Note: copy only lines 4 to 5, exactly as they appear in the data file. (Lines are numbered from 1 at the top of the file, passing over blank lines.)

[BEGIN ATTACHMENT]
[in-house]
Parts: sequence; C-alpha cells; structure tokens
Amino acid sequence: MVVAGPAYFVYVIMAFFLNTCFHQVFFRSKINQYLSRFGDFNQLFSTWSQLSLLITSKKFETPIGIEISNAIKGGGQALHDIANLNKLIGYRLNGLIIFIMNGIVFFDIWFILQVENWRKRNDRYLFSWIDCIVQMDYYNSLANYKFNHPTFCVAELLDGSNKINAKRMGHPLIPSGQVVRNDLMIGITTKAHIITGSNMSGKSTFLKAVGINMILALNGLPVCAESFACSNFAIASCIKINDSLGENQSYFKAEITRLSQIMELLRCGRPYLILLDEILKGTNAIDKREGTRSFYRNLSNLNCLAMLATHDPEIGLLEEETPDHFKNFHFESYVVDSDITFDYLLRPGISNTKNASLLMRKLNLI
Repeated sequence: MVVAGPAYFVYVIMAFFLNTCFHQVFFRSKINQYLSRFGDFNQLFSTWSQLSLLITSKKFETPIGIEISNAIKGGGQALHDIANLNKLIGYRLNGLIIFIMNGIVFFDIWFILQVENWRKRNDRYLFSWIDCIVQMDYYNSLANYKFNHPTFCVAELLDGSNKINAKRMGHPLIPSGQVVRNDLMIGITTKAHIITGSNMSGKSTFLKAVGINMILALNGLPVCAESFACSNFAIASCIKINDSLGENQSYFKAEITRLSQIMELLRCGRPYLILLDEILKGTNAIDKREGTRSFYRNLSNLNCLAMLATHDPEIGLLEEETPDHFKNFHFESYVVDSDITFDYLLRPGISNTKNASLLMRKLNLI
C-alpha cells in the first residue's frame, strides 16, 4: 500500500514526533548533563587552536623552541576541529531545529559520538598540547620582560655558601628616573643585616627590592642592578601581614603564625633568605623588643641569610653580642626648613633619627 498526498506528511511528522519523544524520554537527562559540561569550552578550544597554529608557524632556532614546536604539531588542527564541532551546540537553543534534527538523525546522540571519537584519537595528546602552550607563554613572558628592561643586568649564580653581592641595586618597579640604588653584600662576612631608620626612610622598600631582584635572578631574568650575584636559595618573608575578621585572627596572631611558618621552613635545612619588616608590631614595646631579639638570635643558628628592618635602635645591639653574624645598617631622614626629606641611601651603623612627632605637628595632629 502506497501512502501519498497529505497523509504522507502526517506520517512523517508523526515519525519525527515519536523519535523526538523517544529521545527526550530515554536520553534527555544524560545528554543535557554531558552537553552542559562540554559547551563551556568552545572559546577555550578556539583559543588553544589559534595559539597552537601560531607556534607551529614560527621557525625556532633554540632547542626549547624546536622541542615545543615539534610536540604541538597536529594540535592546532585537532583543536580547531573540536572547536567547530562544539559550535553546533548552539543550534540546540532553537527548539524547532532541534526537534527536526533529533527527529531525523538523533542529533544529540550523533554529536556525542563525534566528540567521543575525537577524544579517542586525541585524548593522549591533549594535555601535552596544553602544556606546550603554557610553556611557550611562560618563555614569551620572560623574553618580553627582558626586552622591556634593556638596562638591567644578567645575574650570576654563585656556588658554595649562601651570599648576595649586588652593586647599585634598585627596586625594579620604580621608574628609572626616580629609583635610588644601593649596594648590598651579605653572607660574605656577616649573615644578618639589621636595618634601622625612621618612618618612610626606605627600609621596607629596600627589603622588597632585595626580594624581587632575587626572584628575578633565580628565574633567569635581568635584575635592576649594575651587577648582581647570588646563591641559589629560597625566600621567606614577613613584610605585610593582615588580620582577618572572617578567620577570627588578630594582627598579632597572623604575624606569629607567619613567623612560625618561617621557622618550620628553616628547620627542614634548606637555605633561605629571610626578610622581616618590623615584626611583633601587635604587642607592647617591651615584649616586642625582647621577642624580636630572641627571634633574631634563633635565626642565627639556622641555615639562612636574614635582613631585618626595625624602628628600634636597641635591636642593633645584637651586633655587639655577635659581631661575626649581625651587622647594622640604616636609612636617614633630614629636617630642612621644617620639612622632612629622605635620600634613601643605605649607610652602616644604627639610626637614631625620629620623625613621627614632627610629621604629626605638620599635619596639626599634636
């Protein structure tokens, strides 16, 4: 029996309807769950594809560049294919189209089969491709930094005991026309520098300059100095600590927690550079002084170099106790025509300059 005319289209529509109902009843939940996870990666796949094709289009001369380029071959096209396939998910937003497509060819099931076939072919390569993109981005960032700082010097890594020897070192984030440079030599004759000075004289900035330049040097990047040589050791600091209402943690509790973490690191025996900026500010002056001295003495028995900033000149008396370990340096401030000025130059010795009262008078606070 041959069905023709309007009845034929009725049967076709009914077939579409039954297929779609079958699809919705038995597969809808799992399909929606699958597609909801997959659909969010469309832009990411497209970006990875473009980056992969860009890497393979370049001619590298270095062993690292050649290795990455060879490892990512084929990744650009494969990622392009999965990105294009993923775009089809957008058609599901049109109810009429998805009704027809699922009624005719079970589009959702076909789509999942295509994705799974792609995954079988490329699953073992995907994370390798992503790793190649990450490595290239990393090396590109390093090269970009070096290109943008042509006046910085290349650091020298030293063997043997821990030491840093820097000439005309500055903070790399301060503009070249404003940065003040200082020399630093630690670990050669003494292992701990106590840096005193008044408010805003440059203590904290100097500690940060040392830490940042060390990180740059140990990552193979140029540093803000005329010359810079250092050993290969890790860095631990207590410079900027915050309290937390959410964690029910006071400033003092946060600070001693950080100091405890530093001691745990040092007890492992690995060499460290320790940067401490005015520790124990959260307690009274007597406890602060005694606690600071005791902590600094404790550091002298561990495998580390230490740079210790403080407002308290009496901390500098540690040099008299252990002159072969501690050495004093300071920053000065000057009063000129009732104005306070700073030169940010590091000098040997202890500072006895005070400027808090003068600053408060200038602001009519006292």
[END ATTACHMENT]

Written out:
Repeated sequence: MVVAGPAYFVYVIMAFFLNTCFHQVFFRSKINQYLSRFGDFNQLFSTWSQLSLLITSKKFETPIGIEISNAIKGGGQALHDIANLNKLIGYRLNGLIIFIMNGIVFFDIWFILQVENWRKRNDRYLFSWIDCIVQMDYYNSLANYKFNHPTFCVAELLDGSNKINAKRMGHPLIPSGQVVRNDLMIGITTKAHIITGSNMSGKSTFLKAVGINMILALNGLPVCAESFACSNFAIASCIKINDSLGENQSYFKAEITRLSQIMELLRCGRPYLILLDEILKGTNAIDKREGTRSFYRNLSNLNCLAMLATHDPEIGLLEEETPDHFKNFHFESYVVDSDITFDYLLRPGISNTKNASLLMRKLNLI
C-alpha cells in the first residue's frame, strides 16, 4: 500500500514526533548533563587552536623552541576541529531545529559520538598540547620582560655558601628616573643585616627590592642592578601581614603564625633568605623588643641569610653580642626648613633619627 498526498506528511511528522519523544524520554537527562559540561569550552578550544597554529608557524632556532614546536604539531588542527564541532551546540537553543534534527538523525546522540571519537584519537595528546602552550607563554613572558628592561643586568649564580653581592641595586618597579640604588653584600662576612631608620626612610622598600631582584635572578631574568650575584636559595618573608575578621585572627596572631611558618621552613635545612619588616608590631614595646631579639638570635643558628628592618635602635645591639653574624645598617631622614626629606641611601651603623612627632605637628595632629 502506497501512502501519498497529505497523509504522507502526517506520517512523517508523526515519525519525527515519536523519535523526538523517544529521545527526550530515554536520553534527555544524560545528554543535557554531558552537553552542559562540554559547551563551556568552545572559546577555550578556539583559543588553544589559534595559539597552537601560531607556534607551529614560527621557525625556532633554540632547542626549547624546536622541542615545543615539534610536540604541538597536529594540535592546532585537532583543536580547531573540536572547536567547530562544539559550535553546533548552539543550534540546540532553537527548539524547532532541534526537534527536526533529533527527529531525523538523533542529533544529540550523533554529536556525542563525534566528540567521543575525537577524544579517542586525541585524548593522549591533549594535555601535552596544553602544556606546550603554557610553556611557550611562560618563555614569551620572560623574553618580553627582558626586552622591556634593556638596562638591567644578567645575574650570576654563585656556588658554595649562601651570599648576595649586588652593586647599585634598585627596586625594579620604580621608574628609572626616580629609583635610588644601593649596594648590598651579605653572607660574605656577616649573615644578618639589621636595618634601622625612621618612618618612610626606605627600609621596607629596600627589603622588597632585595626580594624581587632575587626572584628575578633565580628565574633567569635581568635584575635592576649594575651587577648582581647570588646563591641559589629560597625566600621567606614577613613584610605585610593582615588580620582577618572572617578567620577570627588578630594582627598579632597572623604575624606569629607567619613567623612560625618561617621557622618550620628553616628547620627542614634548606637555605633561605629571610626578610622581616618590623615584626611583633601587635604587642607592647617591651615584649616586642625582647621577642624580636630572641627571634633574631634563633635565626642565627639556622641555615639562612636574614635582613631585618626595625624602628628600634636597641635591636642593633645584637651586633655587639655577635659581631661575626649581625651587622647594622640604616636609612636617614633630614629636617630642612621644617620639612622632612629622605635620600634613601643605605649607610652602616644604627639610626637614631625620629620623625613621627614632627610629621604629626605638620599635619596639626599634636